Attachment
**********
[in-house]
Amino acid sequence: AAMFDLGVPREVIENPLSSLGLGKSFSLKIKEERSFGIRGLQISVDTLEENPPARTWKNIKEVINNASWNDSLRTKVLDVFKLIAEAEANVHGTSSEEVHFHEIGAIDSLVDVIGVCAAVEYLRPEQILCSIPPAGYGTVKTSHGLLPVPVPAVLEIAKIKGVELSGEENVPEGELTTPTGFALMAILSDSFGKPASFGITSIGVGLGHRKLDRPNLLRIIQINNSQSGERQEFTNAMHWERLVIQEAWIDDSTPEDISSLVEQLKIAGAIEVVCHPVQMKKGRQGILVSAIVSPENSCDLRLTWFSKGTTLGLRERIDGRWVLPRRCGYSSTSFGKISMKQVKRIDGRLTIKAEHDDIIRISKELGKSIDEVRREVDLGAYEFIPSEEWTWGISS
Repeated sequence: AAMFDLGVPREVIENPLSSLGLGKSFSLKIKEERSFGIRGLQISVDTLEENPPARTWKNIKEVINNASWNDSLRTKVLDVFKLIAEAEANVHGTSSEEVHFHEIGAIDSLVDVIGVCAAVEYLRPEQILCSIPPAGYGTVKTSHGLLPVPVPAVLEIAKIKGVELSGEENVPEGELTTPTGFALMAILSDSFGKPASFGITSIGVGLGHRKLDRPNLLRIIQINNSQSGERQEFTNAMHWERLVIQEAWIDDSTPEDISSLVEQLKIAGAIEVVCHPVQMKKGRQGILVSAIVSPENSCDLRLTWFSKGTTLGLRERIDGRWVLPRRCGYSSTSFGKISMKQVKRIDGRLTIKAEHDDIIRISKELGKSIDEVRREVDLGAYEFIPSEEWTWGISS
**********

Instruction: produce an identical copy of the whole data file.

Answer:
[in-house]
Amino acid sequence: AAMFDLGVPREVIENPLSSLGLGKSFSLKIKEERSFGIRGLQISVDTLEENPPARTWKNIKEVINNASWNDSLRTKVLDVFKLIAEAEANVHGTSSEEVHFHEIGAIDSLVDVIGVCAAVEYLRPEQILCSIPPAGYGTVKTSHGLLPVPVPAVLEIAKIKGVELSGEENVPEGELTTPTGFALMAILSDSFGKPASFGITSIGVGLGHRKLDRPNLLRIIQINNSQSGERQEFTNAMHWERLVIQEAWIDDSTPEDISSLVEQLKIAGAIEVVCHPVQMKKGRQGILVSAIVSPENSCDLRLTWFSKGTTLGLRERIDGRWVLPRRCGYSSTSFGKISMKQVKRIDGRLTIKAEHDDIIRISKELGKSIDEVRREVDLGAYEFIPSEEWTWGISS
Repeated sequence: AAMFDLGVPREVIENPLSSLGLGKSFSLKIKEERSFGIRGLQISVDTLEENPPARTWKNIKEVINNASWNDSLRTKVLDVFKLIAEAEANVHGTSSEEVHFHEIGAIDSLVDVIGVCAAVEYLRPEQILCSIPPAGYGTVKTSHGLLPVPVPAVLEIAKIKGVELSGEENVPEGELTTPTGFALMAILSDSFGKPASFGITSIGVGLGHRKLDRPNLLRIIQINNSQSGERQEFTNAMHWERLVIQEAWIDDSTPEDISSLVEQLKIAGAIEVVCHPVQMKKGRQGILVSAIVSPENSCDLRLTWFSKGTTLGLRERIDGRWVLPRRCGYSSTSFGKISMKQVKRIDGRLTIKAEHDDIIRISKELGKSIDEVRREVDLGAYEFIPSEEWTWGISS